Most unis will draw you in with a big field trip (Aberdeen’s was Florida – a course which they cancelled before I could take it… thanks!), but that’s likely not the only one. Getting you out into the field is part and parcel of a biology degree, to put you in real-life data collection situations. I was out on a field trip last week, and realised that so many people will only think of the big trips to a tropical country, they may forget about all the local ones. So here’s a low down on what to expect on your average, day out field trip!View Post
Today, I’m sat here, staring at the screen, trying to figure out how to put a series of panicked noises of pure disbelief into words. On Monday, I start university for the spring term after Christmas break. This is all very standard.
Expect it’s the last time I’ll be doing it as an undergraduate.View Post
I’ve written a few times about my disseration. When I first started trying to post about it weekly, it seemed like ages away that I’d be handing it in. But here we are; Christmas is fast approaching, and I’ve handed in a draft. I have a set of results, a lot of reading to do, and a lot of graphs to make. So as I gulp in anticipation of only having one term of uni left (I’m both terrified and SO DAMN READY!), I’m using today to reflect on everything a dissertation throws at you.View Post
One thing I see come up most often when people describe why they chose their university is proximity to home. So what happens when you meet someone that moved so far from home they can’t just pop back every weekend with a bag of dirty laundry, enjoy a Sunday roast and then grab a late train back on Sunday morning?
I am that person. Whilst Aberdeen University does have an amazing biology department and is one of the world leaders in marine biology research, one of my defining factors for choosing it out of my other options was that it was a 600 mile journey away from my home town.View Post
We’re slugging into November and I’m so far off course it hurts. I thought I’d have my stats done by now and be into writing the thesis. As it stands, one seal does over 250 dives a day and R is very complex to use! After 3 weeks of crying because I couldn’t figure out how to make R do what I wanted to do, I had a little chat with my supervisor and a discussion about what I had so far. I can’t go into the technicalities without boring you so much you’ll block my URL. So I’ll just say I was told to state a few assumptions and go from there.View Post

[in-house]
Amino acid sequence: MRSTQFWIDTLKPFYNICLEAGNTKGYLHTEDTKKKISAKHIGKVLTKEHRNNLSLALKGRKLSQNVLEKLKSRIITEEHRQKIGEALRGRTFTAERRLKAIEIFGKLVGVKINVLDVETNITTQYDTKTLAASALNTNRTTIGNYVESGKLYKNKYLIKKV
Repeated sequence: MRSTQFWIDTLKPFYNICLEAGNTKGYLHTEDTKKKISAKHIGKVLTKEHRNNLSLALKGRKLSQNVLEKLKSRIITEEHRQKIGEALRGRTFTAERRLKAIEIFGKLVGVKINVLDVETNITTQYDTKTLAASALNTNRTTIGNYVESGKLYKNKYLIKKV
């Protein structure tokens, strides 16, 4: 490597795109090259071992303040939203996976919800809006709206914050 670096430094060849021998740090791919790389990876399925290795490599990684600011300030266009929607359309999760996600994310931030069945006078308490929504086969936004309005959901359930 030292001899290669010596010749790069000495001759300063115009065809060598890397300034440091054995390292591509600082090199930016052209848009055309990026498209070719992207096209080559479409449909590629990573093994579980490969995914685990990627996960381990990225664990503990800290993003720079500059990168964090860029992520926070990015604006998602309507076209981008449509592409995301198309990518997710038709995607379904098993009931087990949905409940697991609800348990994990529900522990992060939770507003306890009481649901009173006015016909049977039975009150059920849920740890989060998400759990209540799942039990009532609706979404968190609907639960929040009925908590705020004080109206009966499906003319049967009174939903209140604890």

How in 1200 words (which I initially thought was 2200, cue one hell of a word cut-down!) can you explain an entire research proposal, including background, hypothesis and actual plan of action?! I can’t help but feel I sound like a five year old reeling off seal facts. And hey, why doesn’t anyone just publish fun animal facts? I need to reference basic seal biology but can I find it anywhere in a peer reviewed journal unless you want to get crazy technical? No, no I can’t. Thank you IUCN for being the one website I can still use as a credible source!View Post
The 11th September marked one very obvious, sombre occasion and another, slightly less obvious one – the first day of term for Aberdeen University students. And for those of us 4th year students in the School of Biological Sciences, that means the dreaded dissertation, honours project, thesis, whatever you want to call it, officially began! The next four months will be filled up by a range of experiences for everyone! Lab work, field work, risk assessments, desk based analysis, shouting at statistical analysis software, or maybe being sat out in the cold and rain for hours on end. We’re all here, all powering through.View Post
I’ll be honest here, I’m not writing this for anyone in particular, but more for myself. This blog is currently my diary until my dissertation starts and I have some genuine content to bring you guys! But for now, documenting my months is a great way for me to look back at my achievements and be able to easily reference anything that comes up!View Post
Conjure up the words “Marine Biologist” and the image of a tanned young woman leaping from a yacht into a vibrant coral reef, where she immediately begins a happy dance with a friendly dolphin comes to mind. Sadly, that is not marine biology and trust me, if I could get paid to do that, I would! Marine Biology is a huge, diverse subject covering a range of environments, animals, plants and ecological systems. It is not just cuddling dolphins in warm climates. If that’s what you want to do, save your money. Don’t go to uni. Get on a plane and head to the States and get a job at Seaworld (and don’t update me on your progress because I hate Seaworld! #EmptyTheTanks!).View Post